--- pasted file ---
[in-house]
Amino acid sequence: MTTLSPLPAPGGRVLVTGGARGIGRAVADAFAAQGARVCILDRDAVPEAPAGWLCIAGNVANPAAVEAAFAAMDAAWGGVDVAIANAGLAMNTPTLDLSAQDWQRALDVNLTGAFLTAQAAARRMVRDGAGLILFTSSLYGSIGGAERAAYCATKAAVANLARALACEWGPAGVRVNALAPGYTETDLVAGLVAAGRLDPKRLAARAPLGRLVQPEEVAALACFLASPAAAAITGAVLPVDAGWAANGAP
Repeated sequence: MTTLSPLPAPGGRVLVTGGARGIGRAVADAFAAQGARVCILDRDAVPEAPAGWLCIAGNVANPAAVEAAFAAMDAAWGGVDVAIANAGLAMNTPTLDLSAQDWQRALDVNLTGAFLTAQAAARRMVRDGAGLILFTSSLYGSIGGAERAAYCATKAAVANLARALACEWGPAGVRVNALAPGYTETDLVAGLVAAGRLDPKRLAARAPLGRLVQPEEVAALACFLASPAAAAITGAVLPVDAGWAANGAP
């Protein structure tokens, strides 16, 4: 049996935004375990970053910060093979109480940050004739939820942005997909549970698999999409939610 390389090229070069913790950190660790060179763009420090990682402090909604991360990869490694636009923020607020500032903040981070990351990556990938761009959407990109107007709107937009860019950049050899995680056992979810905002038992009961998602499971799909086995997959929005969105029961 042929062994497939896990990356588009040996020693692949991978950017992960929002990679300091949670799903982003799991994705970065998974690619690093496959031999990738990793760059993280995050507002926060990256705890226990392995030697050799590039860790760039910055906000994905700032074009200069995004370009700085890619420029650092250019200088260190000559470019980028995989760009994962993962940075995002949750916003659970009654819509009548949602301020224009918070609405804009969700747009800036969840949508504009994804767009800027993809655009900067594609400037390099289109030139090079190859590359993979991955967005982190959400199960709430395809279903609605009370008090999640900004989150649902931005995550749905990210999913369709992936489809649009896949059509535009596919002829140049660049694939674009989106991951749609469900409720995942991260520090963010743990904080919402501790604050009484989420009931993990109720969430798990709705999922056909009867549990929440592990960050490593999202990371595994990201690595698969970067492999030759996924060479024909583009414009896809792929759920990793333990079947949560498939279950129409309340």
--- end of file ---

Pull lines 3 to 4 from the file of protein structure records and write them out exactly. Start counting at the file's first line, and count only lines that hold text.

Repeated sequence: MTTLSPLPAPGGRVLVTGGARGIGRAVADAFAAQGARVCILDRDAVPEAPAGWLCIAGNVANPAAVEAAFAAMDAAWGGVDVAIANAGLAMNTPTLDLSAQDWQRALDVNLTGAFLTAQAAARRMVRDGAGLILFTSSLYGSIGGAERAAYCATKAAVANLARALACEWGPAGVRVNALAPGYTETDLVAGLVAAGRLDPKRLAARAPLGRLVQPEEVAALACFLASPAAAAITGAVLPVDAGWAANGAP
């Protein structure tokens, strides 16, 4: 049996935004375990970053910060093979109480940050004739939820942005997909549970698999999409939610 390389090229070069913790950190660790060179763009420090990682402090909604991360990869490694636009923020607020500032903040981070990351990556990938761009959407990109107007709107937009860019950049050899995680056992979810905002038992009961998602499971799909086995997959929005969105029961 042929062994497939896990990356588009040996020693692949991978950017992960929002990679300091949670799903982003799991994705970065998974690619690093496959031999990738990793760059993280995050507002926060990256705890226990392995030697050799590039860790760039910055906000994905700032074009200069995004370009700085890619420029650092250019200088260190000559470019980028995989760009994962993962940075995002949750916003659970009654819509009548949602301020224009918070609405804009969700747009800036969840949508504009994804767009800027993809655009900067594609400037390099289109030139090079190859590359993979991955967005982190959400199960709430395809279903609605009370008090999640900004989150649902931005995550749905990210999913369709992936489809649009896949059509535009596919002829140049660049694939674009989106991951749609469900409720995942991260520090963010743990904080919402501790604050009484989420009931993990109720969430798990709705999922056909009867549990929440592990960050490593999202990371595994990201690595698969970067492999030759996924060479024909583009414009896809792929759920990793333990079947949560498939279950129409309340």